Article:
Standing high in the distance in a familiar site to anyone visiting the Zion national park in Utah. The Watchman mountain is to Zion, as Half Dome is to Yosemite, or even Old Faithful to Yellowstone. I had the pleasure of sleeping in the campsite beneath it, and it was amazing.

My friend and I had a few days traveling around the canyon taking photos and doing some crazy hikes. One in particular, the Angel’s Landing hike, is something I think everyone visiting the park should consider trying. It really is an endurance test. And if your totally out of shape like I am, it can be down right death defying!!!

Something I always find incredible when we talk to rangers in the parks, is the true power of nature that makes up these magical places. The river, quietly running through the park, can be turned to one of the most dangerous forces in the blink of an eye. It claims many peoples lives a year because of a hike they affectionately call “The Narrows”. Which is essentially a hike through shallow water in the gorge going up river. But if it starts to rain far off in the distance, the water can build and travel at tremendous speeds. Catching anyone in the tunnel completely unaware with very little to grab onto. The evidence of this is scattered all over the bank of the river where whole, mature trees, have been ripped right out of the ground with root still attached. Scary stuff.

I prefer to sit under the watchful eye of the Watchman, drink my Polygamy Ale, (Which is hilarious that they have this!) and watch the stars roll by.

Antelope Canyons

 

The-Tower
The towering sandstone of Antelope Canyon Canon 5D II 21mm, F11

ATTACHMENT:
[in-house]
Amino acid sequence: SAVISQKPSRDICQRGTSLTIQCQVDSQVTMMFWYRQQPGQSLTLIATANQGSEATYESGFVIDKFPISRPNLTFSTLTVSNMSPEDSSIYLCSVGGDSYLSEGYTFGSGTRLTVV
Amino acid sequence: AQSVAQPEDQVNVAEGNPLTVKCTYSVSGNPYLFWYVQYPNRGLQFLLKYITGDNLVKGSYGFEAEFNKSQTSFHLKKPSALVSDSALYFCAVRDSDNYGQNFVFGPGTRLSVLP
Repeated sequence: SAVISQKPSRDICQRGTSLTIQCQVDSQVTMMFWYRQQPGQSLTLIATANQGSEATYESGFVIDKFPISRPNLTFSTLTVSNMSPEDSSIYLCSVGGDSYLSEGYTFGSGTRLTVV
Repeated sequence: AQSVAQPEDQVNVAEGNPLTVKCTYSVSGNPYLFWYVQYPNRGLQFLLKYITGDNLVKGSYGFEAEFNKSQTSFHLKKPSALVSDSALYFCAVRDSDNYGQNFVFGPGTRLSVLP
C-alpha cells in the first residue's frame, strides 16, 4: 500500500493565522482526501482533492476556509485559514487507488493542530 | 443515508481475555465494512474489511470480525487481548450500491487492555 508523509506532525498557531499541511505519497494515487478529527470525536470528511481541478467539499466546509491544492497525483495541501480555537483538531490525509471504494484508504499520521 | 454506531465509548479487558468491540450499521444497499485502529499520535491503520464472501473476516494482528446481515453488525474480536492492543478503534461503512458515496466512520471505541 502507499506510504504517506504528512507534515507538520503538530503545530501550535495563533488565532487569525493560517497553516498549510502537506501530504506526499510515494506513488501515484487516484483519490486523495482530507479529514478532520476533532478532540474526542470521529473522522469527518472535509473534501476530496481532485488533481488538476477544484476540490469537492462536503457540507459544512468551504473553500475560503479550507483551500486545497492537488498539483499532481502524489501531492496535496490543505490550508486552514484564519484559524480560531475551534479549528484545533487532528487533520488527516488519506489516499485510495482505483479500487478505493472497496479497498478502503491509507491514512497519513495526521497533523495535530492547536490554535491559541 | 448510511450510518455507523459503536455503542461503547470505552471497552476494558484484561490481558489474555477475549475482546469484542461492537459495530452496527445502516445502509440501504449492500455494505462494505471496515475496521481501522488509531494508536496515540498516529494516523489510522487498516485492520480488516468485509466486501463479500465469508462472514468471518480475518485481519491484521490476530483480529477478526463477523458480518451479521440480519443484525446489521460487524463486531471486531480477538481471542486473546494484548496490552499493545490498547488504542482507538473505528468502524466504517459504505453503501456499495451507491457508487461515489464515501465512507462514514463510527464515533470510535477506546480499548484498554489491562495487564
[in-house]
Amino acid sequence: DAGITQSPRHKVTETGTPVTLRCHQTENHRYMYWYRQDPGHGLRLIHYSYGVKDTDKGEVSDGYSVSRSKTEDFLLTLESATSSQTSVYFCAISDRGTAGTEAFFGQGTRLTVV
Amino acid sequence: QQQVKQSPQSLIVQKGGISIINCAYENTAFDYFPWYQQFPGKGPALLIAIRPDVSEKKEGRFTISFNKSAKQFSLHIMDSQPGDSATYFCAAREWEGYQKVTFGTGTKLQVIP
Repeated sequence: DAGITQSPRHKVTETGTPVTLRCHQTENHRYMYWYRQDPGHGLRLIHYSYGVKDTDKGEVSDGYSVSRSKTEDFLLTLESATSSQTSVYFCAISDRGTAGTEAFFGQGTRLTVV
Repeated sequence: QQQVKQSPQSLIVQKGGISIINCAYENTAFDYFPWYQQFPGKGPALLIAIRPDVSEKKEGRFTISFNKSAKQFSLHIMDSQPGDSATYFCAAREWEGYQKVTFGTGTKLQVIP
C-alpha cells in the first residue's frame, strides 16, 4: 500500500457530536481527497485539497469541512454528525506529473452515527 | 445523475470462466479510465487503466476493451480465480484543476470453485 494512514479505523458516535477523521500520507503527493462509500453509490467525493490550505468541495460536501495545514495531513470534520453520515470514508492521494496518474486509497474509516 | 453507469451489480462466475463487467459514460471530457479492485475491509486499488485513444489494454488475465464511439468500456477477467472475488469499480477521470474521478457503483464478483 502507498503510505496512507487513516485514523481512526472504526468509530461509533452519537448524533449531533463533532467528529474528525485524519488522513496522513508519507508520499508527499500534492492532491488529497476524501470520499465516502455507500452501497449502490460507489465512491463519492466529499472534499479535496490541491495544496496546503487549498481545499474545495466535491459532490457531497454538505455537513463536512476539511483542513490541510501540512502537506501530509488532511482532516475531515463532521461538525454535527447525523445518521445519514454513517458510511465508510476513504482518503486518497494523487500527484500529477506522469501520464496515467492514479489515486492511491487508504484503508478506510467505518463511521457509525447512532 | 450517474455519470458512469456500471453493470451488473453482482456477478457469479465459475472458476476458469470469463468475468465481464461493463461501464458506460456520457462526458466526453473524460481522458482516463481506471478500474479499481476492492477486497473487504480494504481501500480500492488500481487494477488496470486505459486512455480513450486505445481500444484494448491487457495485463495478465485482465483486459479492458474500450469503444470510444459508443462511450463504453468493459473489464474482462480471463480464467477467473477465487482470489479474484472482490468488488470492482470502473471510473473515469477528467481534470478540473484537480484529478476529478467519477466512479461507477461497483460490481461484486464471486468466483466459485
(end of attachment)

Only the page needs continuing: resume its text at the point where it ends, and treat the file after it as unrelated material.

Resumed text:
One of the most photographed places of all time. Well, if you happened to live in North America anyway. But still a place that everyone should have the fortune to visit. It really is one of the most otherworldly sights I have ever seen.

A friend of mine and I arrived in Page Arizona the night before hoping to get a room at a hotel, or camp site, or whatever was available. No such luck. We were told that it was Summer. And if we had not reserved 3 months ago, than too bad. So we ended up camping in a camp site I can only describe as a parking lot. Parking lot that cost $20 a night! What a waste. We should have found the nearest Walmart and parked there. Wouldn’t be the first time 😉

The next morning we were told by a local coffee shop that if we didn’t head out at 8am we would miss our chance to be in the canyons by midday. Which is the best time to be there. So we slammed back some espressos and booked it to the canyons, which are about 10 minutes outside of town. Got in line with what seemed like every French tourist you could find in America, and waited.

After getting all worked up, we ended up being the first group of the day! Which was awesome because the guides were in great moods. They told us to pay the $5 Navajo passport pass, and that we would have about 45 minutes in the canyon as they guided us through. This was not going to be enough time for us…